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Test Kiln

A test kiln is a must for all potters and small manufacturers, even serious hobbyists. Here is why.

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A test kiln is a small kiln having the ability to fire to the temperature and firing schedule of your production kiln. It uses on a fraction of the energy. A shelf in a test kiln, the heating of which takes most of the heat-up energy, might weigh 1kg (or as little at 500g if you make them yourself). Even a half-shelf in a studio production kiln can weigh 8-10kg. Test kilns can fire in a fraction of the time and the controllers on modern devices are amazing.

A test kiln is a must for all potters and small manufacturers, even serious hobbyists. When people are first caught up by the magic of ceramics, they are just happy to make a vase or bowl that does not fall down on the potters wheel or crack on drying. But the charm wears off quickly when large kiln loads of ware are lost due to inexperience, mistakes or unfulfilled expectations with a body or glaze. Later, when customers return ware that is crazing or leaking or leaching or cutlery marking, you will to continue can really be tested!

You may be taken aback by the price, but weigh that against what such a device can deliver. A test kiln, more than anything, determines where your ceramic knowledge and ability will be in a year. Five years. People who only have a production kiln do few tests. Why? Because most tests are failures, in larger kilns that costs money and time! Ability to test things is the principal enabler to your improvement as a potter. Having a test kiln is not an "extra cost", it is the "first investment" in making you independent and unique, it is the key factor in greatly increasing the success-rate in the production kiln you may later use.

People with test kilns commit themselves to think more about the technical aspects of ceramics. They learn why things happen. They are likely to be interested in how functional and durable their ware is. They are not taken in by the trafficking in recipes. Those pictures with the recipes might look flashy but they seldom work because the author does not include critical detail on making them work and the author likely does not have a test kiln! People with test kilns are more likely to know about what bodies and glazes do at higher and lower temperatures that the one at which they fire. They know about things like vitrification, density, firing shrinkage, thermal expansion, glaze fit. All by actual experience in firing tests. They are more prone to think outside the box, to dream and test the dreams. They see more clearly the infinite universe of techniques and materials that is ceramics. A test kiln makes you independent, able to utilize local materials or mix-your-own own instead of buying premixed. The ability to test will enable you to work at lower temperatures, where more testing is required to find success. It will enable you to develop the ceramic traditions of the area in which you live. Or to experiment with crystalline glazes, translucent porcelain, frit ware, engobes, decals, bone china, agate ware, porcelain jewelry, fast-fire, and more.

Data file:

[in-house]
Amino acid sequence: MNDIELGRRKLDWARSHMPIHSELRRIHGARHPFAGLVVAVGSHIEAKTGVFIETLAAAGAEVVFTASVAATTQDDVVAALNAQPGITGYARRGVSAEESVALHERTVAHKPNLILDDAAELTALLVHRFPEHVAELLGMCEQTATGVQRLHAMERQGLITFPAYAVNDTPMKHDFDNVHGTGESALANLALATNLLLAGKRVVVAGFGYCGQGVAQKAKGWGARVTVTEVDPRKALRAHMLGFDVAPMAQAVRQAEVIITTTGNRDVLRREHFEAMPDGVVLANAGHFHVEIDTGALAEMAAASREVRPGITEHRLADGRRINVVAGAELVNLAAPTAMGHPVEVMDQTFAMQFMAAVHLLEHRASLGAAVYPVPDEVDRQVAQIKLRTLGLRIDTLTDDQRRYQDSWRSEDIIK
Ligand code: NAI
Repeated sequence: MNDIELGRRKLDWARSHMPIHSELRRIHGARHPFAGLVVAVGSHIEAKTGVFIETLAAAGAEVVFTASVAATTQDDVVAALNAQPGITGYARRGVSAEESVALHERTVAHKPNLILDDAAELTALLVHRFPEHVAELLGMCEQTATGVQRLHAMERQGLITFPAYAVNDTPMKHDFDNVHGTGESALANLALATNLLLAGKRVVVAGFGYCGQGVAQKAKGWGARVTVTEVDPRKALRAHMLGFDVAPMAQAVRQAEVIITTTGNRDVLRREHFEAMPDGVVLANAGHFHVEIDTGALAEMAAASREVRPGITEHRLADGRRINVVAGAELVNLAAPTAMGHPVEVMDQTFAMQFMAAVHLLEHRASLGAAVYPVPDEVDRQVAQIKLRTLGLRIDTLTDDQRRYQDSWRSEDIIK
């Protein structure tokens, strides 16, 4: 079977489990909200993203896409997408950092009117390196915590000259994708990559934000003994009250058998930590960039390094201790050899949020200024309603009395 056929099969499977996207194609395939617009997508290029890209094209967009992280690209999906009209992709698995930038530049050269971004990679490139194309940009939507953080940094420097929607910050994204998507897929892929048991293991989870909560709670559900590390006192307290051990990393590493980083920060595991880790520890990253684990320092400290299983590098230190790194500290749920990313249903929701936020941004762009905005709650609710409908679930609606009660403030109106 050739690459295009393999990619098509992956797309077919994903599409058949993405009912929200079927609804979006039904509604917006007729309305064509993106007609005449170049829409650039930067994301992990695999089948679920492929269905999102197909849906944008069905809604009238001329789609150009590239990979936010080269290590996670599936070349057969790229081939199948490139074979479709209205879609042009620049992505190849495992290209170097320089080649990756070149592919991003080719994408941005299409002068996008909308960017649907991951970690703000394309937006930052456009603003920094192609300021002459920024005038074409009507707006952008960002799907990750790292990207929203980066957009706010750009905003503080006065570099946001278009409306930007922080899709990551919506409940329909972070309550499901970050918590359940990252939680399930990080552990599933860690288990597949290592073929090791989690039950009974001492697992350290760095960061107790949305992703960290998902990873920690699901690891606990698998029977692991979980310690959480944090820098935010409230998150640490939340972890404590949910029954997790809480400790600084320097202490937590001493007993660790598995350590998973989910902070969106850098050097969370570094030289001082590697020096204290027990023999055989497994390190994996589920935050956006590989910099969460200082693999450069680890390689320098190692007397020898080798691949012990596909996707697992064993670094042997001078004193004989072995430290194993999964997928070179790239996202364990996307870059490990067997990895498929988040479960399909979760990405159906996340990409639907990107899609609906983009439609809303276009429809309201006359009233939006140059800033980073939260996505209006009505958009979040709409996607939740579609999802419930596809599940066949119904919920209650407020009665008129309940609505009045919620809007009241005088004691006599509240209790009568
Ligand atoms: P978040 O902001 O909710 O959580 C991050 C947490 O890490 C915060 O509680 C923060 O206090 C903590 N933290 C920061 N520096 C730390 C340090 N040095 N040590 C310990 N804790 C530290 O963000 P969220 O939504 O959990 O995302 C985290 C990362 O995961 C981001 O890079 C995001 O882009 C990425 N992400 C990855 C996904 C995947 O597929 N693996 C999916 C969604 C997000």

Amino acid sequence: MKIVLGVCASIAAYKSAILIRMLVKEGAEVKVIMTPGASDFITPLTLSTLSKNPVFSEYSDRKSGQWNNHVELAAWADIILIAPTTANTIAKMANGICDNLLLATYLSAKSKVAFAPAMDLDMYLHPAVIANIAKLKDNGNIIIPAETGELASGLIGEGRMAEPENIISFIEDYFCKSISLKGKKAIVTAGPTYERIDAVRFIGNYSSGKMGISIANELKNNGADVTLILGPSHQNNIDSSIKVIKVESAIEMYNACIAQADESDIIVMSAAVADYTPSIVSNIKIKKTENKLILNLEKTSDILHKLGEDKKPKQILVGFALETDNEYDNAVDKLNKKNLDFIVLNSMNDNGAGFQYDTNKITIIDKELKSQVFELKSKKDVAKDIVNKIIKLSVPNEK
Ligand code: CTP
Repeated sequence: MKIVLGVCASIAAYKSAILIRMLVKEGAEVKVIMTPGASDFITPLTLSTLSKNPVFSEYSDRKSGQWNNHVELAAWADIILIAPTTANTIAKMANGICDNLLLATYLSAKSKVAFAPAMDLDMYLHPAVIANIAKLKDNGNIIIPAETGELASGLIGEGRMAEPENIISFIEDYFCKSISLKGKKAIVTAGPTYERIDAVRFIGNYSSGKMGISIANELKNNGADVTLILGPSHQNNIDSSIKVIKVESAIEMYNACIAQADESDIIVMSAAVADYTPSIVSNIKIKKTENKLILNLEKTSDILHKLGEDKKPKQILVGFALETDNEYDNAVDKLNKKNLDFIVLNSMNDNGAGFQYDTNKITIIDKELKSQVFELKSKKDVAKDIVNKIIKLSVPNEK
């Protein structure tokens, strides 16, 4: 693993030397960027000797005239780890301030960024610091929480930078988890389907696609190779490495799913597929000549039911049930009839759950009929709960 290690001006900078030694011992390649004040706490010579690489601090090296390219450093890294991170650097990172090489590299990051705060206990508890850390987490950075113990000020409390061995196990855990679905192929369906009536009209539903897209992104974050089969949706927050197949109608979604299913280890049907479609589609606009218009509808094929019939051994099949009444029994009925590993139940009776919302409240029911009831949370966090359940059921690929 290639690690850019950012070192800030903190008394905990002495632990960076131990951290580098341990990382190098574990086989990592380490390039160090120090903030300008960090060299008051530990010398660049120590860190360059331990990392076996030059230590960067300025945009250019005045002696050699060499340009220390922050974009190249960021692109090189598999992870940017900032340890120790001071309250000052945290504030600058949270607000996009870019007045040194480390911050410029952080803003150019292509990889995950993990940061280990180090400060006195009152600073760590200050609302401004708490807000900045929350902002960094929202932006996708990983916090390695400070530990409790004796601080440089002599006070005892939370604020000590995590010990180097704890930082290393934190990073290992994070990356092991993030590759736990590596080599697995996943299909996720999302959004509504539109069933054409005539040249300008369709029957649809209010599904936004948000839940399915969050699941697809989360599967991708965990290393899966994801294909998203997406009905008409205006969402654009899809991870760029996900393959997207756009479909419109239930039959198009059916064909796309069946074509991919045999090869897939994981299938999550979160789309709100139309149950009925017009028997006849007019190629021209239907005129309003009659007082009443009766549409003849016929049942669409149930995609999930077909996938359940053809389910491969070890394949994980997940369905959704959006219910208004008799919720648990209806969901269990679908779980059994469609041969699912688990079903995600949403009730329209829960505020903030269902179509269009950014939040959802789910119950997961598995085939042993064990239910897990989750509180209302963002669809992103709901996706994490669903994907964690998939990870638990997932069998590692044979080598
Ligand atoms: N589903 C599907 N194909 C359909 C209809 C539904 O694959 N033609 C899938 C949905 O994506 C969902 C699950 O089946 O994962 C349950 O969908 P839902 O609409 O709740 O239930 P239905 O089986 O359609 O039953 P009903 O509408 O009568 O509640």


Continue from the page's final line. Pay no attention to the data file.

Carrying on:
Having a test kiln will enable you to accomplish something few other potters do: Work at multiple temperatures. You will look back at working at one temperature as restrictive, primitive. Or energy wasting if you fired middle or high temperature. Even the ability to fire certain glazes or bodies one cone higher or lower can greatly improve ware quality.

If you make small pieces a test kiln can be a production kiln. You can even develop a fast-fire process that enables firing it multiple times a day. Coupled with a plaster table and a good propeller mixer, you could be independent and develop and produce a totally unique type of product. If you make high-value pieces a test kiln could be a far more practical production device. Our ConeArt 119 can hold 5 mugs so even some functional ware can be done. Considering that many test kilns run on 110 volts, the true practicality for a small scale manufacturer at home can be seen. Imagine what could be done in 3D printing custom-shape refractory setters, this could really maximize the use of the space for a production purpose.å